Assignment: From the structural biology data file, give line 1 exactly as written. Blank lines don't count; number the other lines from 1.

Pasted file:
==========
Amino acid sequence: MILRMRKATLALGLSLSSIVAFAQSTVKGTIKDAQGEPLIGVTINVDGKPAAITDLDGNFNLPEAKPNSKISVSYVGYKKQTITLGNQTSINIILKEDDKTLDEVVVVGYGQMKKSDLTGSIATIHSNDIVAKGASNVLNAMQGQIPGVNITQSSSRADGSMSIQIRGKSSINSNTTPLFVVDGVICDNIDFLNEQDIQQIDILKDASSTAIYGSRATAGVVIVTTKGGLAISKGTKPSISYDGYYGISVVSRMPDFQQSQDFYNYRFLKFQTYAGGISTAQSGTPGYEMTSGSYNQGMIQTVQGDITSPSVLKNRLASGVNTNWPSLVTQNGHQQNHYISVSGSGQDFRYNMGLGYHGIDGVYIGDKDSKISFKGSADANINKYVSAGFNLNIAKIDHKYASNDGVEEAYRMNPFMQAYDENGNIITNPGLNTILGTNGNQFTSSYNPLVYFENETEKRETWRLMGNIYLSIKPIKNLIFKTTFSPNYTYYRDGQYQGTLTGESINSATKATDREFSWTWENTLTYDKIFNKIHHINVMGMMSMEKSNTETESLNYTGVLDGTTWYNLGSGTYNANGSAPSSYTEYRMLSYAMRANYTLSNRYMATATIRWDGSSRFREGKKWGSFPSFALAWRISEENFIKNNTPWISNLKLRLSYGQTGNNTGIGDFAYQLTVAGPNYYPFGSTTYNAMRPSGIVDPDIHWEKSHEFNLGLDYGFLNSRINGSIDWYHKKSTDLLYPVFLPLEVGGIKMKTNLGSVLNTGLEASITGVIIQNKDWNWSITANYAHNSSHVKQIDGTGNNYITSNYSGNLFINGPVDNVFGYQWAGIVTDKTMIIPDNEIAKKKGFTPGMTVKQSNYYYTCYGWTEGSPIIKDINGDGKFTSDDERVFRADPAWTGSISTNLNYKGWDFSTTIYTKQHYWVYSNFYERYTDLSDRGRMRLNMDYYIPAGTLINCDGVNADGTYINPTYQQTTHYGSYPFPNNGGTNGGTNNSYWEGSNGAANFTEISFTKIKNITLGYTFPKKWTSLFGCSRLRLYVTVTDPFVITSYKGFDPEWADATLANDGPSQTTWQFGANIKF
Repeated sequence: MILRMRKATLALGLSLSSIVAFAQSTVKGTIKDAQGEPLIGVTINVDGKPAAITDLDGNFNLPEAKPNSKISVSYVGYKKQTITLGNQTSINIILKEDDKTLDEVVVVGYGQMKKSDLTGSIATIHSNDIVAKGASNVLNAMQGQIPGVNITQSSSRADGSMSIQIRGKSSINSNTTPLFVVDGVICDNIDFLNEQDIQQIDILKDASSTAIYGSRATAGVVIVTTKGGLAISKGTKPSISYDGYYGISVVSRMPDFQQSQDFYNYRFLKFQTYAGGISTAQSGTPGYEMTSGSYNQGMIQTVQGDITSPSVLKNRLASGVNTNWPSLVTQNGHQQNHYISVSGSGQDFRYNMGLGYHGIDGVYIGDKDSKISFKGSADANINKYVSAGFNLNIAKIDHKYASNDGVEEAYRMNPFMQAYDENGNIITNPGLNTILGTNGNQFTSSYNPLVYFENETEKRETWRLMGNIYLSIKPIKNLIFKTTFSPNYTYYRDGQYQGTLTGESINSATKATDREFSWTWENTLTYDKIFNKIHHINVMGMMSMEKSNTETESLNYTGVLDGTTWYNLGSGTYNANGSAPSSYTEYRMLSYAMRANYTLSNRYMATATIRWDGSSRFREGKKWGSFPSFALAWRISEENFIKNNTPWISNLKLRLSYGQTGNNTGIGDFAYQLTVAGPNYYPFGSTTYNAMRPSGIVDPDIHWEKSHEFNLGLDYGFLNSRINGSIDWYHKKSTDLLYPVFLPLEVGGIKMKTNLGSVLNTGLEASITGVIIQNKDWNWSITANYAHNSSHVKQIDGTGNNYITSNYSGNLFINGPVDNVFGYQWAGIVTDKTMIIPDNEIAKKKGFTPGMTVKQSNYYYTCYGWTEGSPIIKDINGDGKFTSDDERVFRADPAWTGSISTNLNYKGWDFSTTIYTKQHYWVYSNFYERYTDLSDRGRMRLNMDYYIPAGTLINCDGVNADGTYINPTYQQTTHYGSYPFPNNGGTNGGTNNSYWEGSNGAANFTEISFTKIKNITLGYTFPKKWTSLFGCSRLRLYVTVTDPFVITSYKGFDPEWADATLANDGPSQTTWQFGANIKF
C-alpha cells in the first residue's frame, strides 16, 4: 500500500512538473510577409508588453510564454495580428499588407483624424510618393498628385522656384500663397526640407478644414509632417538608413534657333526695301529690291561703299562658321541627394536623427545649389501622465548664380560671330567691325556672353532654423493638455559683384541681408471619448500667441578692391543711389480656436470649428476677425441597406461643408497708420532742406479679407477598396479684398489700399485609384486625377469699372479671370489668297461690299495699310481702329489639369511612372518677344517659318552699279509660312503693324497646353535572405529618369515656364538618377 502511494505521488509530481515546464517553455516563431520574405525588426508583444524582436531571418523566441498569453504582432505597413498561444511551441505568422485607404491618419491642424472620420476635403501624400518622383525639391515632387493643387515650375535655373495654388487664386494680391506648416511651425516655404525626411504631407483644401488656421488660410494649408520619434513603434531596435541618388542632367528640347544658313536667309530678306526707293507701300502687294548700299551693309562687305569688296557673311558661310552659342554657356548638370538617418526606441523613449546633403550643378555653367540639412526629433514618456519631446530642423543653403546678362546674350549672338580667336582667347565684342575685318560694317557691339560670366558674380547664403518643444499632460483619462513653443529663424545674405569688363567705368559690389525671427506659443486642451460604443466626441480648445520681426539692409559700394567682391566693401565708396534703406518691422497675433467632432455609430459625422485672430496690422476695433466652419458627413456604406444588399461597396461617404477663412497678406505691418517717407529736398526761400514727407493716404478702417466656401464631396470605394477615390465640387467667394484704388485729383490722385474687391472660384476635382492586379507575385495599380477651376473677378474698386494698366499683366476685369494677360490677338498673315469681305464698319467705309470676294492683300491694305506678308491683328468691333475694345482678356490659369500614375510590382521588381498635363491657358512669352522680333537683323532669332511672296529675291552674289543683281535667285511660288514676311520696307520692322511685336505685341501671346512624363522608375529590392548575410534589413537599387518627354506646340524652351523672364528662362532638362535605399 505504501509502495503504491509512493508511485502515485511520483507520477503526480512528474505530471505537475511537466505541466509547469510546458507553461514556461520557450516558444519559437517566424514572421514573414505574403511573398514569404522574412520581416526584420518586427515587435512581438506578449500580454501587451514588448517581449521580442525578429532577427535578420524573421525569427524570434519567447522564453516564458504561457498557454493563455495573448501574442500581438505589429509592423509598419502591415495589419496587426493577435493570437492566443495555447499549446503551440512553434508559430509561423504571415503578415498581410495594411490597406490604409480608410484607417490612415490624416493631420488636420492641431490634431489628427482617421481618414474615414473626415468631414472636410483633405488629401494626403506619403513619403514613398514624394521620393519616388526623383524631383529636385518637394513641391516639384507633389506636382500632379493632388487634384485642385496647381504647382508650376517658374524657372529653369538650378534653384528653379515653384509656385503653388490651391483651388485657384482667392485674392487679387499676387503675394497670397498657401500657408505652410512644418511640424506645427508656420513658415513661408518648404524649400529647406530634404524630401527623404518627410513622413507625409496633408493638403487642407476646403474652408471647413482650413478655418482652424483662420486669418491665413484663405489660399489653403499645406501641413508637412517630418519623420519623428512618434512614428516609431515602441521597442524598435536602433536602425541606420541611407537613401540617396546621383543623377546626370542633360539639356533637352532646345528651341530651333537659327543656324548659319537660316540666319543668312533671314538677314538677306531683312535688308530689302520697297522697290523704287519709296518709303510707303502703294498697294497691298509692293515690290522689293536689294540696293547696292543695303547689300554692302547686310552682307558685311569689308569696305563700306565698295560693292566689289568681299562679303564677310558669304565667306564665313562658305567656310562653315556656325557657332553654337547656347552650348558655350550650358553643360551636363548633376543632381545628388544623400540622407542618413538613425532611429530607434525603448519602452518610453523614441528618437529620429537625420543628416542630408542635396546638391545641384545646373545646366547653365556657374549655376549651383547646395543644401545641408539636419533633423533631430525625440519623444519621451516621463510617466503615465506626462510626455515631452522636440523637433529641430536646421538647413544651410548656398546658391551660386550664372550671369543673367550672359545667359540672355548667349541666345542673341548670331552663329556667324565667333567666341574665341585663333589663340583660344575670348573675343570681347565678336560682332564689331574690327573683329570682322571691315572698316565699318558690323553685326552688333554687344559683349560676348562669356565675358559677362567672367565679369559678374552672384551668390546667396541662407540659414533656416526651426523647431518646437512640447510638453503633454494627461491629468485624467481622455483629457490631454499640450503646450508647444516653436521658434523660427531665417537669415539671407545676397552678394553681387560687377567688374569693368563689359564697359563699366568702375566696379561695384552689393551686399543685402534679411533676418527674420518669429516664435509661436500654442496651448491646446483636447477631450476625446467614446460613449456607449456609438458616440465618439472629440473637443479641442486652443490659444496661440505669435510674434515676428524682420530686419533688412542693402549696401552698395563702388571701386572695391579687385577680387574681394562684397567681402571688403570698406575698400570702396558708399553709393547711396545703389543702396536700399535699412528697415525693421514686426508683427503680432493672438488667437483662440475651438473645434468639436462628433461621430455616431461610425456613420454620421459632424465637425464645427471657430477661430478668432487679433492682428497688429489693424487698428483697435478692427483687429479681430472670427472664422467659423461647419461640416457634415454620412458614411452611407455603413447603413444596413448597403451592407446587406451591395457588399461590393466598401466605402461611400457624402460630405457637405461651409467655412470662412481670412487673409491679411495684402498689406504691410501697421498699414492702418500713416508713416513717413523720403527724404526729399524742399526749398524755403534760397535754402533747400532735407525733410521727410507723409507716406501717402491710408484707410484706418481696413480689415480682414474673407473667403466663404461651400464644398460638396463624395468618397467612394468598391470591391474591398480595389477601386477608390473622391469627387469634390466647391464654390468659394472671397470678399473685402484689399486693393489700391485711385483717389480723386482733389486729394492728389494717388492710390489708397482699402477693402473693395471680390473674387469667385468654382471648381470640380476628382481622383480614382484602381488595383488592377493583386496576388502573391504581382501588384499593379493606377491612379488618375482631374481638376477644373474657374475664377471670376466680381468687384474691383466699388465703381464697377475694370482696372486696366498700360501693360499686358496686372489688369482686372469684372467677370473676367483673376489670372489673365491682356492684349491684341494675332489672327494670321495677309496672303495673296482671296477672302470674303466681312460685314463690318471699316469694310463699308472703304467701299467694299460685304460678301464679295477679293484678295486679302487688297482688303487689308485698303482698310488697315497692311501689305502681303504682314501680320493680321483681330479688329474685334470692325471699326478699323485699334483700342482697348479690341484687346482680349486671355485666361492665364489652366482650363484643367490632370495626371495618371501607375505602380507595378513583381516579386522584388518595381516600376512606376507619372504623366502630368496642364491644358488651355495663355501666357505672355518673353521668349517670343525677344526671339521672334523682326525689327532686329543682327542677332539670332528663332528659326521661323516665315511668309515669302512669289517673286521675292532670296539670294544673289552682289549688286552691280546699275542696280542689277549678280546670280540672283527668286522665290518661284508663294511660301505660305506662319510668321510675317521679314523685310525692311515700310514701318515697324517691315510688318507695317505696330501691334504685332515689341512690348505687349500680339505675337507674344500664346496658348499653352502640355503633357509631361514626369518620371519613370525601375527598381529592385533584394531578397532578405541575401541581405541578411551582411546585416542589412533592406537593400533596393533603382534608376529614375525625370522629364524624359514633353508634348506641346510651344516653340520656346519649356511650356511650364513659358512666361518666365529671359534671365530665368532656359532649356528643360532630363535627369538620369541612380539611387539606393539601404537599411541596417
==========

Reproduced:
Amino acid sequence: MILRMRKATLALGLSLSSIVAFAQSTVKGTIKDAQGEPLIGVTINVDGKPAAITDLDGNFNLPEAKPNSKISVSYVGYKKQTITLGNQTSINIILKEDDKTLDEVVVVGYGQMKKSDLTGSIATIHSNDIVAKGASNVLNAMQGQIPGVNITQSSSRADGSMSIQIRGKSSINSNTTPLFVVDGVICDNIDFLNEQDIQQIDILKDASSTAIYGSRATAGVVIVTTKGGLAISKGTKPSISYDGYYGISVVSRMPDFQQSQDFYNYRFLKFQTYAGGISTAQSGTPGYEMTSGSYNQGMIQTVQGDITSPSVLKNRLASGVNTNWPSLVTQNGHQQNHYISVSGSGQDFRYNMGLGYHGIDGVYIGDKDSKISFKGSADANINKYVSAGFNLNIAKIDHKYASNDGVEEAYRMNPFMQAYDENGNIITNPGLNTILGTNGNQFTSSYNPLVYFENETEKRETWRLMGNIYLSIKPIKNLIFKTTFSPNYTYYRDGQYQGTLTGESINSATKATDREFSWTWENTLTYDKIFNKIHHINVMGMMSMEKSNTETESLNYTGVLDGTTWYNLGSGTYNANGSAPSSYTEYRMLSYAMRANYTLSNRYMATATIRWDGSSRFREGKKWGSFPSFALAWRISEENFIKNNTPWISNLKLRLSYGQTGNNTGIGDFAYQLTVAGPNYYPFGSTTYNAMRPSGIVDPDIHWEKSHEFNLGLDYGFLNSRINGSIDWYHKKSTDLLYPVFLPLEVGGIKMKTNLGSVLNTGLEASITGVIIQNKDWNWSITANYAHNSSHVKQIDGTGNNYITSNYSGNLFINGPVDNVFGYQWAGIVTDKTMIIPDNEIAKKKGFTPGMTVKQSNYYYTCYGWTEGSPIIKDINGDGKFTSDDERVFRADPAWTGSISTNLNYKGWDFSTTIYTKQHYWVYSNFYERYTDLSDRGRMRLNMDYYIPAGTLINCDGVNADGTYINPTYQQTTHYGSYPFPNNGGTNGGTNNSYWEGSNGAANFTEISFTKIKNITLGYTFPKKWTSLFGCSRLRLYVTVTDPFVITSYKGFDPEWADATLANDGPSQTTWQFGANIKF